Crime is another issue where we tend to be deeply affected by our unconscious beliefs. Many people instinctively think it is “common sense” to be tough on crime and impose draconian penalties. But the data says otherwise.

Crime tends to be very high in states with “lock em’ up” laws — a dynamic that is rarely questioned. Decades of research shows that investing in education, creating economic opportunity and addressing other social factors has a much bigger impact on crime. Yet Democrats often copy Republicans in prescribing “tough” measures as the answer.

Why? Because Americans have been conditioned to unconsciously believe “tough” is the solution to crime.

Think about it: Nearly every movie or TV show about crime makes it seem as if tough measures work. The protagonist — whether a police officer with a gun or a hero with a cape — must roughly (often violently) crack down on criminals in order to teach them a lesson. Often, this cop or superhero must break the law in order to give the criminals what they deserve. It’s a story we’ve seen repeated over and over again for most of our lives.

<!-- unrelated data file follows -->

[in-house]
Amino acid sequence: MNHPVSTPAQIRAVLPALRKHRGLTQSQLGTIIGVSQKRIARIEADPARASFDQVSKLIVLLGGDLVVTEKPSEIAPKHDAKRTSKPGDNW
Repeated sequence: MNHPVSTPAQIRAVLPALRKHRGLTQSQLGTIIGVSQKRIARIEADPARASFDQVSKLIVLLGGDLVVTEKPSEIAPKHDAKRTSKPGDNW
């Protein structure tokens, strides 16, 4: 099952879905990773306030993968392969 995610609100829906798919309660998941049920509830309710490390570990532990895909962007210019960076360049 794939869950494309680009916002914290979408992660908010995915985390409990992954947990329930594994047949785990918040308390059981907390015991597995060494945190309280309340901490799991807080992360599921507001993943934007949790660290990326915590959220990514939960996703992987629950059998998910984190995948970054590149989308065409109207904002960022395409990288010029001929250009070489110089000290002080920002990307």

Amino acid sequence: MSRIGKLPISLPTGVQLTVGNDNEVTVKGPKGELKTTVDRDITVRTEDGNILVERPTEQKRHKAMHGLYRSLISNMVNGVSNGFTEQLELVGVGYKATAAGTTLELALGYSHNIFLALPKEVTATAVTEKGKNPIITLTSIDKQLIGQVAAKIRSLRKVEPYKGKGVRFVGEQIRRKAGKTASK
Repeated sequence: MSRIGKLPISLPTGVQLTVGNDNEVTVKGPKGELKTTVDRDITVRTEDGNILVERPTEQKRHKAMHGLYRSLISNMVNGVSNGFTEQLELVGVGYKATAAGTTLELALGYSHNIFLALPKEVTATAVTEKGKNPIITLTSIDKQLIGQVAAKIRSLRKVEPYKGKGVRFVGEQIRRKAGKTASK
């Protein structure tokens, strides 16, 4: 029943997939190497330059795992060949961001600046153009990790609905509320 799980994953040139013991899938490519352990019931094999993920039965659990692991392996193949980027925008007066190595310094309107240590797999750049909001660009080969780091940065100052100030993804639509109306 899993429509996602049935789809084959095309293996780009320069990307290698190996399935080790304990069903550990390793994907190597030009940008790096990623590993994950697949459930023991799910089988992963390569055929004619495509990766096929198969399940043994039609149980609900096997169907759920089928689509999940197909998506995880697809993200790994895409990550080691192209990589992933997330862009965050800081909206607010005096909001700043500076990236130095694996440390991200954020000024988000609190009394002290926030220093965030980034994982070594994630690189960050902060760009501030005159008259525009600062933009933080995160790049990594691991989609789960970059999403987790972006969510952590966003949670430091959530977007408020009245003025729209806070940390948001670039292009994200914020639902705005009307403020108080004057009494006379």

As a result, most of us have unconscious beliefs shaped by this conservative moral worldview.

Understanding of the unconscious mind’s role is crucial because it steers the strategies that political campaigns employ. Knowing that most thought is unconscious, campaigns focus on symbolic language, repetition, and emotional appeal. They do not merely present policy positions. They work to shape the very cognitive frames through which those policies are understood.

Once certain frames become established in the unconscious, they can be incredibly resilient. This is why changing someone's political opinion can be nearly impossible. Their cognitive frames need to be shifted, not just their conscious thoughts. That is very hard to do.

Campaigns also make use of "dog whistles" — coded language designed to appeal to a particular segment's unconscious biases or beliefs. These messages are often crafted to be overlooked by those not attuned to the particular frame. But the intended audience hears them loud and clear.